Here’s just how much streaming prices have gone up as HBO Max joins the price hikes


By Chris Morris

Not too long ago, streaming services were considered an affordable way for movie fans to lower or bypass their cable companies. But increasingly, those savings are being whittled away.

On Thursday, HBO Max became the latest streaming service to announce a price hike, raising its subscription prices by 7%, with new users of the ad-free plan now being charged $16 per month. Existing customers will see their bills go up starting February 11. (The $10/month ad-supported subscription remains unchanged.)

“This price increase of one dollar will allow us to continue to invest in providing even more culture-defining programming and improving our customer experience for all users,” the company said in a statement to Variety.

HBO Max’s price bump is the latest in a series of price increases in the streaming space. In December, Disney+ hiked the cost of its streaming service to $10, a 37.5% increase (and 57% more than the streamer’s original price in November 2019). In October, Apple TV+ increased its monthly prices from $4.99 to $6.99, a 40% increase.

Netflix increased its top rates by 10% last January, then launched an ad-supported tier as well in November. And the price has essentially doubled since it broke out its streaming business into a separate unit in 2011. (After recent price increases, the company has seen a drop in subscriber numbers.)

The irony, of course, is that the price increases are coming as many of these services cut back on content. HBO Max, since WarnerMedia’s merger with Discovery, has canceled projects (including one film, Batgirl, that was deep into post production, as well as a sequel to Scoob!) and dropped some of its own titles (like Westworld) from the streaming service.

Netflix, meanwhile, has cut its animation division, dropped projects, canceled shows, and dragged its feet in renewing some popular series. And Disney+ was ordered to cut costs by then-CEO Bob Chapek last November, including a “rigorous review” of its spending on content.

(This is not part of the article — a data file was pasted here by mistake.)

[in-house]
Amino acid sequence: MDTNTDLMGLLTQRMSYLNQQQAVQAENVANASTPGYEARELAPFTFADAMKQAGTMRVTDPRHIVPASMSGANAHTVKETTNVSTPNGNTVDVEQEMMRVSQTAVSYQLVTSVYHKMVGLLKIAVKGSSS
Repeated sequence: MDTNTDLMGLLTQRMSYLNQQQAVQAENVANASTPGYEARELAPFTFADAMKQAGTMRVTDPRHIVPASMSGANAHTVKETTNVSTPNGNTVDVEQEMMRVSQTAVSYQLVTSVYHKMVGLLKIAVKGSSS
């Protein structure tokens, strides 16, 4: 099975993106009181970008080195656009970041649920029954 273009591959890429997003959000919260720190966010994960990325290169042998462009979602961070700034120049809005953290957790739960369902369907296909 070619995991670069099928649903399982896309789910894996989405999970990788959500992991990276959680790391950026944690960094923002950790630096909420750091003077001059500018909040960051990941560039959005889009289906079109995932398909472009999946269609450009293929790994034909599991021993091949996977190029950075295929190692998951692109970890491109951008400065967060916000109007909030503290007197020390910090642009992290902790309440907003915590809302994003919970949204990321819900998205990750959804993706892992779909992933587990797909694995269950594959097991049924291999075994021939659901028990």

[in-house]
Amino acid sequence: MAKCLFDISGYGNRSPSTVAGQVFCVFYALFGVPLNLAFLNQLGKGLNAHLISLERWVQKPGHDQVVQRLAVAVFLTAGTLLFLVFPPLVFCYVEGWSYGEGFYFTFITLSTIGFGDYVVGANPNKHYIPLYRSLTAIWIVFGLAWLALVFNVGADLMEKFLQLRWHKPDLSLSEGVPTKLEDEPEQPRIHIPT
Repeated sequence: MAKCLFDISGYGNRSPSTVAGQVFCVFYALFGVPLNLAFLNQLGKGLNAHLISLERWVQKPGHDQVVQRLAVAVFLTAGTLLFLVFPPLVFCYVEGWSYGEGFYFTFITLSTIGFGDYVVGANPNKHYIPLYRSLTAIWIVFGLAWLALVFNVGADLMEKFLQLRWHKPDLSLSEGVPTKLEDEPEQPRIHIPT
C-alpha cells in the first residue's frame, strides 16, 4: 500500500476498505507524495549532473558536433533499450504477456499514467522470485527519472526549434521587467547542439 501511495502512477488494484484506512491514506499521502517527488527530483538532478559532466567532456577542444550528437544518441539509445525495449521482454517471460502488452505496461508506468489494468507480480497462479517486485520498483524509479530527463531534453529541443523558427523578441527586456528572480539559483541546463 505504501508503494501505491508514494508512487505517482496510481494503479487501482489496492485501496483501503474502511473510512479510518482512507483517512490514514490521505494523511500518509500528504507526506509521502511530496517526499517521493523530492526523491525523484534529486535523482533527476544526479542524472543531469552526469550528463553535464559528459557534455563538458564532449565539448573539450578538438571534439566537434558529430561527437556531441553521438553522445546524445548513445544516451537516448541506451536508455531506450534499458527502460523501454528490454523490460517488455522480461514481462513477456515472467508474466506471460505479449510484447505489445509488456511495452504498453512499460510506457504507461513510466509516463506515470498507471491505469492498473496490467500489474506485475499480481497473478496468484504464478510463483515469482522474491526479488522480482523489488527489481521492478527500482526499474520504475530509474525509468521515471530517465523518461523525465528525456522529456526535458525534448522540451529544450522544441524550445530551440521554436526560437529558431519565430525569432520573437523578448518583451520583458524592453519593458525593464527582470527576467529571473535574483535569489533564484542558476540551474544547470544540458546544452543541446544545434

People rarely subscribe to a single streaming service, though, since they each have their own pop-culture gems. So what has the real dollar increase been for people with multiple accounts?

Consider the person who subscribed to Netflix, HBO Max, Disney+, and Apple TV+ in May of 2020. At the time, assuming they didn’t sign up for an annual plan, their monthly expenses for the streaming services totaled out at $40.96. Today, those same services would run $49.47, a 21% increase. That comes out to an extra $102.12 a year.

Streaming services that focus on original (and legacy) content aren’t the only ones that are increasing their monthly fees these days. Inflation is hitting the cord-cutting world as well. Sling TV last year hiked the price of its Orange or Blue plans to $40 per month, a $5 per month increase. And Hulu + Live TV saw a $5 increase on its ad-supported bundle (which also included Disney+ and ESPN+) and last month, began charging $7 more for an ad-free bundle.

That’s tough to swallow, with prices of nonessential items soaring, but it’s still lower than the average cable price (which is also on the rise). Allconnect, last year, estimated that at $217.42 per month, the average household cable package was higher than the cost of all major utilities combined. 

Fast Company